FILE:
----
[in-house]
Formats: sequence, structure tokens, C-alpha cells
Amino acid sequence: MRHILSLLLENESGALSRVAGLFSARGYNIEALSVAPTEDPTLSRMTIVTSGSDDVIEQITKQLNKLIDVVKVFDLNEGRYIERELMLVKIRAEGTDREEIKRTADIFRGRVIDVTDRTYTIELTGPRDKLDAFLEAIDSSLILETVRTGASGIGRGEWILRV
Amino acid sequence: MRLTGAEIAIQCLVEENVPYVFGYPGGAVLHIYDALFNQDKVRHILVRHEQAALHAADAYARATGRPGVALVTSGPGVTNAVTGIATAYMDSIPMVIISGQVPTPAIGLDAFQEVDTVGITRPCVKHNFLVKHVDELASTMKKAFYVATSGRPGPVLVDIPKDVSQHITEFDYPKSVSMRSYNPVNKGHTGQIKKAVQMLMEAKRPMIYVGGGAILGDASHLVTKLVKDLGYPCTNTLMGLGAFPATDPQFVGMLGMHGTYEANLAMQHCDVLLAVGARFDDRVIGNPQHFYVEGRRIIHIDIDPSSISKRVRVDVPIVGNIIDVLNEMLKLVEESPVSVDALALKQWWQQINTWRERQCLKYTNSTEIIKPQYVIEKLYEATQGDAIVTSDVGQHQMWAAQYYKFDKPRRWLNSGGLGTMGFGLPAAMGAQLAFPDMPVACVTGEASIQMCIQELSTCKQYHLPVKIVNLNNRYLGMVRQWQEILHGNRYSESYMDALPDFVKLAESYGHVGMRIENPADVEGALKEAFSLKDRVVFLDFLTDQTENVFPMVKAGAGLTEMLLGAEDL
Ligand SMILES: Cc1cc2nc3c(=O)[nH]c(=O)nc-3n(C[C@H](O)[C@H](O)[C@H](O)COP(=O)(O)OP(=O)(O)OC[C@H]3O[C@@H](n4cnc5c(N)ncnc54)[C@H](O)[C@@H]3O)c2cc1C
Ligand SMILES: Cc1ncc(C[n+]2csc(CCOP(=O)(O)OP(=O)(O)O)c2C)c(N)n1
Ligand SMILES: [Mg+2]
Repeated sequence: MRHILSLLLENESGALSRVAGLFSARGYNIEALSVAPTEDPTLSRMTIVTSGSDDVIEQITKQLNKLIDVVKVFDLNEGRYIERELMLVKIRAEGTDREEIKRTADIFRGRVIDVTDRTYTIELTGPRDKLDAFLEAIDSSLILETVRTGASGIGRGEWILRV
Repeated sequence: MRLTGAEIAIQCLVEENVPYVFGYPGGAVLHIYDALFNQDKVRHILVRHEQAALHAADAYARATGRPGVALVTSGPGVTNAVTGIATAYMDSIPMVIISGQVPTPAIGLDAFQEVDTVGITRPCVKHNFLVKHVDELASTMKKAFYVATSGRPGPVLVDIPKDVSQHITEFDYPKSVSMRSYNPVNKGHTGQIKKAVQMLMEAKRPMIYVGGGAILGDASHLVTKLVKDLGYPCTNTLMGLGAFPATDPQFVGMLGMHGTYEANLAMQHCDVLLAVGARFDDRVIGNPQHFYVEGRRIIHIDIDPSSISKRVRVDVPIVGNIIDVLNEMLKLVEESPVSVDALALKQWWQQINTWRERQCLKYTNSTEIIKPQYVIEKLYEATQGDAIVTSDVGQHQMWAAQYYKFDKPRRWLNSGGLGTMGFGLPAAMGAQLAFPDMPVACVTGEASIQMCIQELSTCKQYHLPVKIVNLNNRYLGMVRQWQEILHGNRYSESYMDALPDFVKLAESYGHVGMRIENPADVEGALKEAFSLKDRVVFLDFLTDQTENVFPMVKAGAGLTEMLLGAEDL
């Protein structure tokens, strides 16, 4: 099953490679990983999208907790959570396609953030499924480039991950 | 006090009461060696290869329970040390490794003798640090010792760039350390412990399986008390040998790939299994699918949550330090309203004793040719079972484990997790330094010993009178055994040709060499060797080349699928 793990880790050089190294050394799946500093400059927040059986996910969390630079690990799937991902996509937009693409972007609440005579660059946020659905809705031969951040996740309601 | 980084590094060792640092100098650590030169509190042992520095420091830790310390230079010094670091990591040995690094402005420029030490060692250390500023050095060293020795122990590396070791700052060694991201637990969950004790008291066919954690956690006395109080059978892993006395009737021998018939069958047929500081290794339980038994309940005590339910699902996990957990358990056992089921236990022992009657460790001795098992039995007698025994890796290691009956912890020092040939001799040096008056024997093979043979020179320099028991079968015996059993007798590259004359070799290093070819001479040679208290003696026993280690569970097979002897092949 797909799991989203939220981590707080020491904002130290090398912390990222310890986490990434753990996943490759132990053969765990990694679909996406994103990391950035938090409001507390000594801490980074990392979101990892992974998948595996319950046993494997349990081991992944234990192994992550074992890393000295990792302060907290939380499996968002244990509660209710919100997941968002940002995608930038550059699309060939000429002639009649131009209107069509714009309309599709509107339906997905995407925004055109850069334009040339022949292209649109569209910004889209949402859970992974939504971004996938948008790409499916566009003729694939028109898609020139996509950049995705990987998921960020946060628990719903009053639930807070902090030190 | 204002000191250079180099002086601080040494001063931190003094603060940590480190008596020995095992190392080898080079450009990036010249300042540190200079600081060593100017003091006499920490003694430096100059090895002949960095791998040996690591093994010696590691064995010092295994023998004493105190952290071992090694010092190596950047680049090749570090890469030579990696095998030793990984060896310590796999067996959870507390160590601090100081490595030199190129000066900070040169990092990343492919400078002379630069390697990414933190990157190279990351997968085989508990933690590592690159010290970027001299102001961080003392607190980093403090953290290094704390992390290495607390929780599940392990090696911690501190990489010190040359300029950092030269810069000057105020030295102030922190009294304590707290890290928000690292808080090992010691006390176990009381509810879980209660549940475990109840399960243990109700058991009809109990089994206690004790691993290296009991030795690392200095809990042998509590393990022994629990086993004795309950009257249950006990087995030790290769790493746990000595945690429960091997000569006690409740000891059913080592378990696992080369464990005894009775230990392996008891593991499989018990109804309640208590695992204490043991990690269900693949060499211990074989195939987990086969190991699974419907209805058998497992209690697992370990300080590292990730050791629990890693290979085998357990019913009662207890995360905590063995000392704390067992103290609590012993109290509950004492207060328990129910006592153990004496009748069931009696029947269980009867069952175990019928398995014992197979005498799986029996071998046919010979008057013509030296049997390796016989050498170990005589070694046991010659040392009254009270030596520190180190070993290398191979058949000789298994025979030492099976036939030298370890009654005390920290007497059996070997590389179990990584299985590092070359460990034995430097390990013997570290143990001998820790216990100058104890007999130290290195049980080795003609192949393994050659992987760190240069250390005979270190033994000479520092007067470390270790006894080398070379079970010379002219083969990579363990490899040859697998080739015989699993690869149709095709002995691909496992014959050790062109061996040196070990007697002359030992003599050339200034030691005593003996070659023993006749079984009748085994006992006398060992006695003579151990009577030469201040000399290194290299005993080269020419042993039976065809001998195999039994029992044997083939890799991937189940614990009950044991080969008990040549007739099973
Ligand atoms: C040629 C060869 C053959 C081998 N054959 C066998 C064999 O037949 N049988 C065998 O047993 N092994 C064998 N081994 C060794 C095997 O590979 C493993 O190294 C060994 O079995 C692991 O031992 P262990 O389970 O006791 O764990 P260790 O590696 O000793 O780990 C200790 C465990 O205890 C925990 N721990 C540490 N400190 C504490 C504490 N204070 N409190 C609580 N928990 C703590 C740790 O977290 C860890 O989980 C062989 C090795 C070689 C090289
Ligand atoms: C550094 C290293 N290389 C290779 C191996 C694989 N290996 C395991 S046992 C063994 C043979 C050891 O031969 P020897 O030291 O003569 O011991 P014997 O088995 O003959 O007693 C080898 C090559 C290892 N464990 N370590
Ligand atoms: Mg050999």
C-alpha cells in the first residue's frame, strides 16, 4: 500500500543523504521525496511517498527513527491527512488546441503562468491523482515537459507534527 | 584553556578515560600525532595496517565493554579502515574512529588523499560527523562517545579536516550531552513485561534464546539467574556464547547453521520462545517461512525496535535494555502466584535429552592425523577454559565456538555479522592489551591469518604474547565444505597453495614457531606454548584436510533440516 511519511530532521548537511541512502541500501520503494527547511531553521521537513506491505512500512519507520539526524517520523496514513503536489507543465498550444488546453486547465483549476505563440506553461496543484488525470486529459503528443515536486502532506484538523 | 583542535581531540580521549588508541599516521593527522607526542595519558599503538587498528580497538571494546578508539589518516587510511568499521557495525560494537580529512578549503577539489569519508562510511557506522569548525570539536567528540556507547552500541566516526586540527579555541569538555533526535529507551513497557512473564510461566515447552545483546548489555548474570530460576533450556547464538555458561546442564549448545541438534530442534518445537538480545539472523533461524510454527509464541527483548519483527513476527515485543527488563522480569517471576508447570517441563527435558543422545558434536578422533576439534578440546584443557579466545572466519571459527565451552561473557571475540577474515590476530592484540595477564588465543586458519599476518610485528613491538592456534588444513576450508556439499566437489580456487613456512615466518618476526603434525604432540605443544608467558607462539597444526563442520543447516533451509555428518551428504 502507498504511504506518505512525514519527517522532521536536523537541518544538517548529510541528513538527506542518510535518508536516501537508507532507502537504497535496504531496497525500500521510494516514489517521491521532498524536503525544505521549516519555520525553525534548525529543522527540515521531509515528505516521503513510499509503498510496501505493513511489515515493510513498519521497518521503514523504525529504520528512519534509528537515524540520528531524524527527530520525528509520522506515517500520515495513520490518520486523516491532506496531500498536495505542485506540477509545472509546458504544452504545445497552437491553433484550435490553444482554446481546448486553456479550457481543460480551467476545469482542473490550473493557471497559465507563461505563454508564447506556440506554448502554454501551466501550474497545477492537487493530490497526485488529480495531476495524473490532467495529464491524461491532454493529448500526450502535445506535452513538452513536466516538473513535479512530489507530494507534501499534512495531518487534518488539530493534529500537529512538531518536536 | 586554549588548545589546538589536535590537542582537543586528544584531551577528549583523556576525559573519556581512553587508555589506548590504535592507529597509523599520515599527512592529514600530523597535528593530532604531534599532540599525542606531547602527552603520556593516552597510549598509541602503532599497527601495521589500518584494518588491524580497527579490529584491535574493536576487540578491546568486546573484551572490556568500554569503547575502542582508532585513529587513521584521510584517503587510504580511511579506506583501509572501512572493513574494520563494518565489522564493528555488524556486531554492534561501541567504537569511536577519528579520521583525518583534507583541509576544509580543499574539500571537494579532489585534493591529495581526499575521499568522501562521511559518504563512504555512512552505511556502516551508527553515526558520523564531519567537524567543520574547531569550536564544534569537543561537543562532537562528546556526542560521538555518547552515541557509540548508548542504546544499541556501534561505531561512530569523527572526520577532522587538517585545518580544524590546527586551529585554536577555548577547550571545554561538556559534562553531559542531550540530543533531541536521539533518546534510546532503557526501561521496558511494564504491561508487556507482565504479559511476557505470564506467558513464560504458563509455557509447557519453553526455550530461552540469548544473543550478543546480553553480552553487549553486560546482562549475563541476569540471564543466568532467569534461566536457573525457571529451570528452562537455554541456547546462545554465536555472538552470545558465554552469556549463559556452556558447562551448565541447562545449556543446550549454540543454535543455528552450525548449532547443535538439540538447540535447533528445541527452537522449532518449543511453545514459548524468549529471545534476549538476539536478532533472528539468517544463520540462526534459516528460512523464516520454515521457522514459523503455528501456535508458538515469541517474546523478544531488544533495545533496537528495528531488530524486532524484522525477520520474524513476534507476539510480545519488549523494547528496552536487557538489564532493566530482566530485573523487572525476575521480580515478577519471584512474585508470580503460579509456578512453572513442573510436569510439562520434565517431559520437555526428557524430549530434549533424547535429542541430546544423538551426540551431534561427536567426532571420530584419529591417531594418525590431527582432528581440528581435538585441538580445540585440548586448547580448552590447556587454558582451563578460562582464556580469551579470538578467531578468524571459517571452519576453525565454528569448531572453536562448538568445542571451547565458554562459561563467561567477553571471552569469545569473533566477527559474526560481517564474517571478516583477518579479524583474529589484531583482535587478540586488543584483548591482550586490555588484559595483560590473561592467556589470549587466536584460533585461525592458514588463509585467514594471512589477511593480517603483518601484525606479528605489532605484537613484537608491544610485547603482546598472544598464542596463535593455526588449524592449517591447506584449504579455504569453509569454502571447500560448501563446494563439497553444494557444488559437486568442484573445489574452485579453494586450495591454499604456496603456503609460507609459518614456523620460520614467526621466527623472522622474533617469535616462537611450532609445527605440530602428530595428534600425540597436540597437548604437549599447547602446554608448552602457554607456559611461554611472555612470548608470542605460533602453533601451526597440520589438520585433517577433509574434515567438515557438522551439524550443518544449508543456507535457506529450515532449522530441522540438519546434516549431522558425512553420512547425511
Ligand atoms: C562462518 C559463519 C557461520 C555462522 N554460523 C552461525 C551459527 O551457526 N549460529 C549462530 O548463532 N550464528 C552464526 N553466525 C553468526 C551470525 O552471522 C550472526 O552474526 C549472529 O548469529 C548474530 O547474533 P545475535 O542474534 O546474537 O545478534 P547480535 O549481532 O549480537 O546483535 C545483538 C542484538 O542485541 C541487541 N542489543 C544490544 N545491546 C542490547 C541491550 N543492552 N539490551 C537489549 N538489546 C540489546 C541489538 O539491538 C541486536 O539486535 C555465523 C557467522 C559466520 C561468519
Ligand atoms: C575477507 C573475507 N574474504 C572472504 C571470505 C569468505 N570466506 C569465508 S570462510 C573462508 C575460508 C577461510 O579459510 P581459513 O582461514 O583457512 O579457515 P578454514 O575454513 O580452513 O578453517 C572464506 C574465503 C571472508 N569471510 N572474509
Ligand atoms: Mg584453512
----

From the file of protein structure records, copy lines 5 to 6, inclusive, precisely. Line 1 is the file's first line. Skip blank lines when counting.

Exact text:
Ligand SMILES: Cc1cc2nc3c(=O)[nH]c(=O)nc-3n(C[C@H](O)[C@H](O)[C@H](O)COP(=O)(O)OP(=O)(O)OC[C@H]3O[C@@H](n4cnc5c(N)ncnc54)[C@H](O)[C@@H]3O)c2cc1C
Ligand SMILES: Cc1ncc(C[n+]2csc(CCOP(=O)(O)OP(=O)(O)O)c2C)c(N)n1